'Indian foreign policy taking economics-first stance'

Nitin Pai, founder of the think-tank Takshahila Institution, and MP Jairam Ramesh at the launch of the book 'Values in Foreign Policy' in Bengaluru recently.

In a bid to match growing Chinese power, India’s foreign policy is embracing a more economics-first stance even as the Modi government controversially pushes nationalism as a means to unify the nation into a Hindu powerhouse.

But it was not always like that, argues Krishnan Srinivasan, a former foreign secretary whose new book ‘Values in Foreign Policy’ was launched here recently.

In the years following India’s independence in 1947, its ambassadors quickly found that their brand of diplomacy lacked the propagation of “values” and liberal ideals, which is the hallmark of Western diplomacy, Srinivasan explained.

“In contrast, the West and the United States tirelessly speak about their values,” he said, explaining that this was a legacy of imperialism, which downplayed Eastern virtues.

However, with the growing clout of Asian markets in the world, Asians have become less inclined to accept the idea of diplomacy being able to work under benign Western hegemony. But they, nevertheless, lack an effective central theme of values to export to the rest of the world, said dignitaries gathered for the book launch.

“The modern Chinese state has no value to push to the world, their focus is on projecting power,” Jairam Ramesh, Rajya Sabha member, told DH.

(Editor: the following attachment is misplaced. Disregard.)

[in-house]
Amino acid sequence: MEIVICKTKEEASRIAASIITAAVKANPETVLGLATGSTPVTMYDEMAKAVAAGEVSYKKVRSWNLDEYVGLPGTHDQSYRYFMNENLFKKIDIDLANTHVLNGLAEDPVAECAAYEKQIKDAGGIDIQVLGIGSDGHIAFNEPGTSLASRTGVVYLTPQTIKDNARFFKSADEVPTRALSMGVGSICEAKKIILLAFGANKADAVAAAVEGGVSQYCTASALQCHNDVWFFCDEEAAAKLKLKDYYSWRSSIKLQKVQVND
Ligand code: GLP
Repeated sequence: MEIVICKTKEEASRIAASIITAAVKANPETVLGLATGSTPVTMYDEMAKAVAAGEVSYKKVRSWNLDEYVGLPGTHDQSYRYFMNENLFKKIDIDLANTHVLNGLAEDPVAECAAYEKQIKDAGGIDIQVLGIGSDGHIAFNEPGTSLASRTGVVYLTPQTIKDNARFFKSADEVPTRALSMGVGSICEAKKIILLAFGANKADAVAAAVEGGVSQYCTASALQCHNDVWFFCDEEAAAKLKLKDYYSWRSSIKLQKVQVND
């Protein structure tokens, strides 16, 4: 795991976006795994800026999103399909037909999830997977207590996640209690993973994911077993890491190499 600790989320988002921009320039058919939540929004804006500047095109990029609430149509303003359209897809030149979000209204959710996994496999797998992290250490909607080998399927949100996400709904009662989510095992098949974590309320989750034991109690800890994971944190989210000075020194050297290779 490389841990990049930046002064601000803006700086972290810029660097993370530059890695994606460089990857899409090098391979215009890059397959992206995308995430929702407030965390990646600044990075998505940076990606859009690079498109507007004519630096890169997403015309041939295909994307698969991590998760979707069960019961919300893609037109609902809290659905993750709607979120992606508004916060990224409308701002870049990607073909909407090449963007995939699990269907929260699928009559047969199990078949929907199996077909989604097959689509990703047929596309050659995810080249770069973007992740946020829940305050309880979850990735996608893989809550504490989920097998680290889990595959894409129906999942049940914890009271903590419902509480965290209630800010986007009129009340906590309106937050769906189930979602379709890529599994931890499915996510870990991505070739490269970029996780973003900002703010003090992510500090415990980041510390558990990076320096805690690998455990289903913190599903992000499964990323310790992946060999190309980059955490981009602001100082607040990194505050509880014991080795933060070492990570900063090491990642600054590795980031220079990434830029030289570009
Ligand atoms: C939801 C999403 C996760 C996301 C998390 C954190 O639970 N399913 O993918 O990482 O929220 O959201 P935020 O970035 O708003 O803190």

That has placed immense pressure on India to play catch-up, Ramesh added, prompting India to embrace the idea “that the economy trumps everything; the idea that only 8% economic growth counts.”

It is a pressure that has made India do things that could be counterproductive in the long run, said Nitin Pai, founder of Takshashila Institution.

Among those is the “hyper narrative of nationalist Indians,” which Pai described an extremely dangerous trend, which will not only affect Indians abroad but also within.

“Imagine if Bangladesh’s Sheikh Hasina comes to Bengaluru and we see 20,000 Bangladeshis in Chinnaswamy stadium, screaming at the top of their voices in support of her. How are we then going to view Bangladeshis?” he asked.

He said Modi’s aspiration for Hindutva would actually create an impression of the Indian diaspora, whose true loyalties lie only with India.

“Now, we have exposed Indians to this backlash. What we have seen so far is the first half of the movie. The second half is going to be dangerous,” he said.

Ramesh said the future will be dominated by China as an economic powerhouse and the US as a military superpower. India’s soft power - its non-conditional offers of aid, stability, and freedom, remains attractive for the world, he said.

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